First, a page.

Here the River Dee can be seen passing under Llangollen Bridge in the 1700’s before the Industrial Revolution. The canal would eventually be cut on the far bank of the River Dee and the Horse Shoe Falls are upstream of where this etching is scratched from.
Llangollen and Dinas Bran Castle at the northern end World Heritage Site and the Llangollen Canal leading to the Pontcysyllte Aqueduct and Cefn Mawr at the midpoint of the World Heritage Site.
The World Heritage Site follows the Llangollen Canal on its way to the Pontcysyllte Aqueduct at Cefn Mawr, central to the World Heritage Site.
The goal of the Plas Kynaston Canal Group is to reunite the village & aqueduct with the reinstatement of the Plas Kynaston Canal leading from the Trevor Basin into Cefn Mawr.
The 1875 Ordnance Survey Edition clearly shows the Plas Kynaston Canal linking Cefn Mawr into the Trevor Basin.
Cefn Mawr and the surrounding villages of the Cefn lie at the centre of the World Heritage Site extending from the Horse Shoe Falls up stream of Llangollen on the River Dee to the Poachers Pocket at Gledrid on the English side of the boarder.
It was at Cefn Mawr that the Plaskynaston Iron Foundry once stood where the original iron work that is still in use today was made over 200 years ago. The Pontcysyllte Aqueduct stands as fine example of our engineering history and the craftsmanship of our fore fathers in the early 1800s then leading the world in Iron Production and Technology.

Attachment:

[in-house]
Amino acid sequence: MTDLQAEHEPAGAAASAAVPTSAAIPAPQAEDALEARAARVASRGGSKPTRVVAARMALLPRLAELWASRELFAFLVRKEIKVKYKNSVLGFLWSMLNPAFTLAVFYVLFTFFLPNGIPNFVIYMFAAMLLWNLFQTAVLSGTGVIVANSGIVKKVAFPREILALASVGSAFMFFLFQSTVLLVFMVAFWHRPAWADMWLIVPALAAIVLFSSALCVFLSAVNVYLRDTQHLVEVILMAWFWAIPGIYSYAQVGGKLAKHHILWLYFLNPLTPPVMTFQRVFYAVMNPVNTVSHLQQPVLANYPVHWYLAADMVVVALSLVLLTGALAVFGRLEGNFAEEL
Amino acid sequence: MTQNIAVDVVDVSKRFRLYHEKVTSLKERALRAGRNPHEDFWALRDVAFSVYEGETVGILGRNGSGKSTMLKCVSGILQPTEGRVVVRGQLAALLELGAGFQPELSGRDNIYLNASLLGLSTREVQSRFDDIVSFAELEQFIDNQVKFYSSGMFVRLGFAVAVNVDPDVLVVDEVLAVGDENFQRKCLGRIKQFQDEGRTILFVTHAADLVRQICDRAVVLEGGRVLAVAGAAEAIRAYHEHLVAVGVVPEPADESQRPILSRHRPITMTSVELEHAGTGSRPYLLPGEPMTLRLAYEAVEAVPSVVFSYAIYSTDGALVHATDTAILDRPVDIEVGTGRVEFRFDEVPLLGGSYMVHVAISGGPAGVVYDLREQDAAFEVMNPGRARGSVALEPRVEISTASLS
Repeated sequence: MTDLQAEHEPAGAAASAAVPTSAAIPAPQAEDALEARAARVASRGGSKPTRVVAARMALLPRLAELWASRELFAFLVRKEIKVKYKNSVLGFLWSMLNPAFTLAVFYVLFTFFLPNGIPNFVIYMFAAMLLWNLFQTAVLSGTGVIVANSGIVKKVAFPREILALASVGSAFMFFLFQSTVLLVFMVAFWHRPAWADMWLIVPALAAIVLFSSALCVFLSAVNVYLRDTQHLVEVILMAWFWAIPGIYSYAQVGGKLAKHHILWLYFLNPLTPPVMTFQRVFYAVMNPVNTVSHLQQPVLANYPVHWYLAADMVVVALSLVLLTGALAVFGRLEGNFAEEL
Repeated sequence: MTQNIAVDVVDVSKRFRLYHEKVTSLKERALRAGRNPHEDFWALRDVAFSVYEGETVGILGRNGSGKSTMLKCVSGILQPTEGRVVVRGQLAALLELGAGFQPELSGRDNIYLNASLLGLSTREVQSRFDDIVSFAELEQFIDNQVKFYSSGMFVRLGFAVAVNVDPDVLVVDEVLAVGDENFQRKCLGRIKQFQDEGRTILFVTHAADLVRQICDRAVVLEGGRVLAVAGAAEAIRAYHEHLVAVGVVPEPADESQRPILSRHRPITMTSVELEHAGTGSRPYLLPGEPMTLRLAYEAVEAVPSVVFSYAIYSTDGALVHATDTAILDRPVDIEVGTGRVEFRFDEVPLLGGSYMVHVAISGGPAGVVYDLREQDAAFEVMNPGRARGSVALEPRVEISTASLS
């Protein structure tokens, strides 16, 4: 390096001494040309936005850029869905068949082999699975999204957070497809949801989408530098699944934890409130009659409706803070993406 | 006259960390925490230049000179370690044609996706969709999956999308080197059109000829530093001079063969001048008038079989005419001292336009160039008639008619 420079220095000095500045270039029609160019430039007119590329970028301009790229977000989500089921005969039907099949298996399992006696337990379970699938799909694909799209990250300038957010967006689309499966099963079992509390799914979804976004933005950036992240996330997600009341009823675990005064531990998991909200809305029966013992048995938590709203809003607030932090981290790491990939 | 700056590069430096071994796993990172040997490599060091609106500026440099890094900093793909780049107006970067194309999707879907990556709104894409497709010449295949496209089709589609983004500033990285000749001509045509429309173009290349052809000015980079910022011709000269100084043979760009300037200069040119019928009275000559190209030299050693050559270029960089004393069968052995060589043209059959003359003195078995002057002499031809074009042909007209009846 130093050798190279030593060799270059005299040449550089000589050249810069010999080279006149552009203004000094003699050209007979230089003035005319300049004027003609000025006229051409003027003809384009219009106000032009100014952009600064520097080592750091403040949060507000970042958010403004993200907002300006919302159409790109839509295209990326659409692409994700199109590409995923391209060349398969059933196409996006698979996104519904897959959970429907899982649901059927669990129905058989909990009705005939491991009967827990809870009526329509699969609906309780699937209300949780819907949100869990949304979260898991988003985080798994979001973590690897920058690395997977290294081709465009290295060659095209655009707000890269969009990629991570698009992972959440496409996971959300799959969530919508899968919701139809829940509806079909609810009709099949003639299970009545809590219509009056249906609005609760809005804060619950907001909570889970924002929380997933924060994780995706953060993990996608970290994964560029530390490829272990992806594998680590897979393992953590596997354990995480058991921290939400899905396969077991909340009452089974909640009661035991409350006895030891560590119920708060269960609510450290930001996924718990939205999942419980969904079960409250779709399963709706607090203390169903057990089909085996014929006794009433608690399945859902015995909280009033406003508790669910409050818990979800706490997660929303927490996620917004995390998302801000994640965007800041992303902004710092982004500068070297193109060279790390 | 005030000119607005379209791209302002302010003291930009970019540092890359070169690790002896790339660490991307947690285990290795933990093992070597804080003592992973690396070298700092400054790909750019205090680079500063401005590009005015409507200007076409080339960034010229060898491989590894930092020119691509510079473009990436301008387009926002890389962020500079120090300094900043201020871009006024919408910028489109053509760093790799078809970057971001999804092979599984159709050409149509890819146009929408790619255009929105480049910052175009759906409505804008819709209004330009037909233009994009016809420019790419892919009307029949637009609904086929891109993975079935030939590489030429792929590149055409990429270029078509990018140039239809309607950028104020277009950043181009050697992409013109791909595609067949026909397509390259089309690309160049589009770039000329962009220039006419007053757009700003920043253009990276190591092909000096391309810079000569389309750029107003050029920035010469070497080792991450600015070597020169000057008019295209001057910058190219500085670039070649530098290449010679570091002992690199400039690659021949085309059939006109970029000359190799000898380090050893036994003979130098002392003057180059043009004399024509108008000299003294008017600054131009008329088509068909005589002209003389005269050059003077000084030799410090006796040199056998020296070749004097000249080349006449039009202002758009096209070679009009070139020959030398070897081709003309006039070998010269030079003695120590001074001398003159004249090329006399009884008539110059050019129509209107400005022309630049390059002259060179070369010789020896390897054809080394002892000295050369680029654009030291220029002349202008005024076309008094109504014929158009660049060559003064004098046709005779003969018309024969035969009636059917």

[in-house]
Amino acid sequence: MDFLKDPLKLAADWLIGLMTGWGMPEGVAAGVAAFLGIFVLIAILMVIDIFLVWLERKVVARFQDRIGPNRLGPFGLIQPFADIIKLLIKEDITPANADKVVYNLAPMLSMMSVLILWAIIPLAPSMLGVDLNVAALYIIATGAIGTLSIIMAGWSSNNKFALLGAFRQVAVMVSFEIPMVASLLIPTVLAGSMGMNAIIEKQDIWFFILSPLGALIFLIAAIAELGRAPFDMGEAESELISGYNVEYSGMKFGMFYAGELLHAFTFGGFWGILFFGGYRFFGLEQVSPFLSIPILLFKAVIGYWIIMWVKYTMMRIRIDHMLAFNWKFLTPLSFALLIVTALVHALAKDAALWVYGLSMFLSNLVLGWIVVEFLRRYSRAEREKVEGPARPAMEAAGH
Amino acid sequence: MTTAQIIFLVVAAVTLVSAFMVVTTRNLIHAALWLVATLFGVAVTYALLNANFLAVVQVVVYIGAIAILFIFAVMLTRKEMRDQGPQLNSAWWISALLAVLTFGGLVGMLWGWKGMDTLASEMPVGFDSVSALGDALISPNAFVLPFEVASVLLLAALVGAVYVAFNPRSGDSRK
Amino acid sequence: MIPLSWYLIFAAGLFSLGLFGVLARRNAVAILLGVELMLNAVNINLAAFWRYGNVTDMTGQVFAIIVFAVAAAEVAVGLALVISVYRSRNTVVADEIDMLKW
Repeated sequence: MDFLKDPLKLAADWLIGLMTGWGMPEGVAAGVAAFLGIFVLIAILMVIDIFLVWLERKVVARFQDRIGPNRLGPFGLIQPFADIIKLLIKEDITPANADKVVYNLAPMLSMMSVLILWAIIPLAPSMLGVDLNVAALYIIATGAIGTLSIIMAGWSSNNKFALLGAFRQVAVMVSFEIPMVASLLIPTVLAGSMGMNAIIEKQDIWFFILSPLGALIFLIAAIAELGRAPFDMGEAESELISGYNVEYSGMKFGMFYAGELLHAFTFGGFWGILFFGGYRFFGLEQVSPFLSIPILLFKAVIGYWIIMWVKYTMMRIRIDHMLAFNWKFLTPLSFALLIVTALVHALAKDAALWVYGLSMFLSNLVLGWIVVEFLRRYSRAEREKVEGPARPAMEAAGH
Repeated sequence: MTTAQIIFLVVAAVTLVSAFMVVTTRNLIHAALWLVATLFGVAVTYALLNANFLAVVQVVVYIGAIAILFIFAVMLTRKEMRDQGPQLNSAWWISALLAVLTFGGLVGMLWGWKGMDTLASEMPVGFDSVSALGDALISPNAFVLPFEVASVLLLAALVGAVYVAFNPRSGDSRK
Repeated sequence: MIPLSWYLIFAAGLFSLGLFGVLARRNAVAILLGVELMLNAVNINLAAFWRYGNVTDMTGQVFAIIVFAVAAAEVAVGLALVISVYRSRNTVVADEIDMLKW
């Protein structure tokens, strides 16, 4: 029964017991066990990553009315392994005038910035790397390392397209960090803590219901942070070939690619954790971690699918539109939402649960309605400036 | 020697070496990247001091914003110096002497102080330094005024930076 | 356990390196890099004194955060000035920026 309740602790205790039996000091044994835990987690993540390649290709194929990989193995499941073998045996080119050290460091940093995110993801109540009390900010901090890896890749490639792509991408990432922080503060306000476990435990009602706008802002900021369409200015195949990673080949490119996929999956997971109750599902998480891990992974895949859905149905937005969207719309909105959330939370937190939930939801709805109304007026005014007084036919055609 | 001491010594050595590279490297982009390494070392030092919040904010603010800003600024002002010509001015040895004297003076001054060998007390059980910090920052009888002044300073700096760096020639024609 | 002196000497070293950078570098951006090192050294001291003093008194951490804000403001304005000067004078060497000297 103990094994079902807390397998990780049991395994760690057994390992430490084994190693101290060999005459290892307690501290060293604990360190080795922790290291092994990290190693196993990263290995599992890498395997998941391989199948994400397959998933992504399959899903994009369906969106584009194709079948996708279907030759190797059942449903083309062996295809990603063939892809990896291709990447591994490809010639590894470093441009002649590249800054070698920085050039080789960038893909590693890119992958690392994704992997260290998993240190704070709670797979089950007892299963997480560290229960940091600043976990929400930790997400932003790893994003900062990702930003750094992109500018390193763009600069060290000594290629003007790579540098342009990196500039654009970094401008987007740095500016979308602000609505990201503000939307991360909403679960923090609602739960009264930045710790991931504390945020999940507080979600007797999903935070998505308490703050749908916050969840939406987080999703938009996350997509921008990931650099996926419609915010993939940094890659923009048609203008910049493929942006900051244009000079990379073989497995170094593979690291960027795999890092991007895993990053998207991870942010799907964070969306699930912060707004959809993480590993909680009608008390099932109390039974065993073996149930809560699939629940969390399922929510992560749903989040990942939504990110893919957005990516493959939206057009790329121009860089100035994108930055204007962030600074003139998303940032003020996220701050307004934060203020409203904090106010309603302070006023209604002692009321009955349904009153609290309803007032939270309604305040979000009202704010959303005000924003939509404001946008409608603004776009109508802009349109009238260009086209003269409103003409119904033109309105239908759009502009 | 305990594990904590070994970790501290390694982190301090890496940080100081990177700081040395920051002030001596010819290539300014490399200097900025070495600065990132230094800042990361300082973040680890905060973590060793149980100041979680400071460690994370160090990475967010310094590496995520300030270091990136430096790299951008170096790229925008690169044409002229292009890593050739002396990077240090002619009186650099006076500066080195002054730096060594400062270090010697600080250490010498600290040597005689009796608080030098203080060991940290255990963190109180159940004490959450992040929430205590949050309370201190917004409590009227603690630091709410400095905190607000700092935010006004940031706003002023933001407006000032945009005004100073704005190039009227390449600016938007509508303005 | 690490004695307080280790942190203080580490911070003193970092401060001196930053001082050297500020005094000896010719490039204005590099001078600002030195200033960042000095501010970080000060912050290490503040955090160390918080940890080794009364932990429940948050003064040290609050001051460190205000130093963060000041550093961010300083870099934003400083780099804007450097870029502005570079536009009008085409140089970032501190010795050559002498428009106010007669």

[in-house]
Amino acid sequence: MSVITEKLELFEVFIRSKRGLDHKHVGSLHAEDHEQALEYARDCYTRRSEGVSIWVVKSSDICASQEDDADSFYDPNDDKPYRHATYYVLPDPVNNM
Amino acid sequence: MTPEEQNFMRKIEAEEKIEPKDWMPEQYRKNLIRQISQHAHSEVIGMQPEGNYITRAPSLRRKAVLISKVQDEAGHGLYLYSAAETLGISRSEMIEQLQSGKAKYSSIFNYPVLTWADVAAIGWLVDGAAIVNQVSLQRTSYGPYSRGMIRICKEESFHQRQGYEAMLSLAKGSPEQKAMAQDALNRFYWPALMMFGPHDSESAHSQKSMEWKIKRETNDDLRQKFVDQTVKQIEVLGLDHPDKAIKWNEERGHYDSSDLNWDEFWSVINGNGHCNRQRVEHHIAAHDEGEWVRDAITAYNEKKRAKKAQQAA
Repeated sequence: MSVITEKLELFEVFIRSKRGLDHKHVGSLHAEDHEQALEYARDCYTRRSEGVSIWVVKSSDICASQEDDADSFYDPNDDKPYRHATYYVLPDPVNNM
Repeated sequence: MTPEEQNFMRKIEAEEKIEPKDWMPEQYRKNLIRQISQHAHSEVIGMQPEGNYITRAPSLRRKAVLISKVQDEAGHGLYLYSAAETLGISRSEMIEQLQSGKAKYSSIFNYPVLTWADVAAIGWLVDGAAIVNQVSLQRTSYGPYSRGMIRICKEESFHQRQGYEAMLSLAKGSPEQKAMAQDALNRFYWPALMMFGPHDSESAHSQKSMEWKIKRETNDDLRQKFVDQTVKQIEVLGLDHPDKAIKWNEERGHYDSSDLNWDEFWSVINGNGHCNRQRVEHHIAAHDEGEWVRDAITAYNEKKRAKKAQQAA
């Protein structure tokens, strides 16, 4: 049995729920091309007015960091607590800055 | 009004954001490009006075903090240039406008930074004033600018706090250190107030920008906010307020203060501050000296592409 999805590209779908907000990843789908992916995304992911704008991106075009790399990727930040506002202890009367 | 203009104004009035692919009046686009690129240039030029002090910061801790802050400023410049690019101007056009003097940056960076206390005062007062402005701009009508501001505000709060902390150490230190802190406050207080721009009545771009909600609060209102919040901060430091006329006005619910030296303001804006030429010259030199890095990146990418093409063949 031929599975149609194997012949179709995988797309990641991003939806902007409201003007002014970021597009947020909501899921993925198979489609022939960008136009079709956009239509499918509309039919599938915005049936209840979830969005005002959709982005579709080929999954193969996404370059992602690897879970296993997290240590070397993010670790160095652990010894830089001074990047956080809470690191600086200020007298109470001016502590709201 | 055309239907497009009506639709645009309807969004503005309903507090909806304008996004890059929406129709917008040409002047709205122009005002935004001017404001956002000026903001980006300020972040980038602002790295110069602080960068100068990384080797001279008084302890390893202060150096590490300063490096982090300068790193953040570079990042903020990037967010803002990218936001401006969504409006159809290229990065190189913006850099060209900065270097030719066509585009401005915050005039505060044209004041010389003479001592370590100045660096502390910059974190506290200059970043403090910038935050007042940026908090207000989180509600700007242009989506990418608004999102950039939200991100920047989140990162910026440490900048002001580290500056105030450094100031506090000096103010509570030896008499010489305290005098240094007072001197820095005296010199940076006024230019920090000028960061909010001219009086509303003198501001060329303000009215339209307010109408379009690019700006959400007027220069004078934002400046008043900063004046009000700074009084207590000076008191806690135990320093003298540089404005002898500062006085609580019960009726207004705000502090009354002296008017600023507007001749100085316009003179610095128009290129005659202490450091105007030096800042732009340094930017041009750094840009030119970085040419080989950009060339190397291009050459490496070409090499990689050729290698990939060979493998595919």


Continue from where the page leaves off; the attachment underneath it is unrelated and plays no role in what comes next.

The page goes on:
The Plaskynaston Foundry was served by the Plaskynaston Canal and Colliery, from where this website draws its name and the start of the Plaskynaston Branch can still be seen today with the remaining canal bed in place below the remains of what was, the Mighty Monsanto Chemical Works and latterly known in its demise as Flexies, Solutia and now Eastmans.
Today the former branch of the Plas Kynaston Canal could be reinstated back to Cefn Mawr terminating in a much needed marina on what is currently the busiest section of the UK’s inland waterway network. This would once again join Cefn Mawr directly to the Pontcysyllte Aqueduct and the Llangollen Canal by canal, i.e. the Plas Kynaston Canal Branch, just over half a mile long at the central section of the Pontcysyllte World Heritage Site.
The start of what was the Plas Kynston Canal Branch leading into Cefn Marw from the Trevor Basin. This branch only half a mile long and not crossing any residential areas could be reinstated providing much needed berthing spaces north of the Pontcysyllte Aqueduct. Thereby allowing more people to visit the area and so encouraging the tourist industry in an appropriate way by building what is needed, i.e. the infrastructure for such, a canal and marina.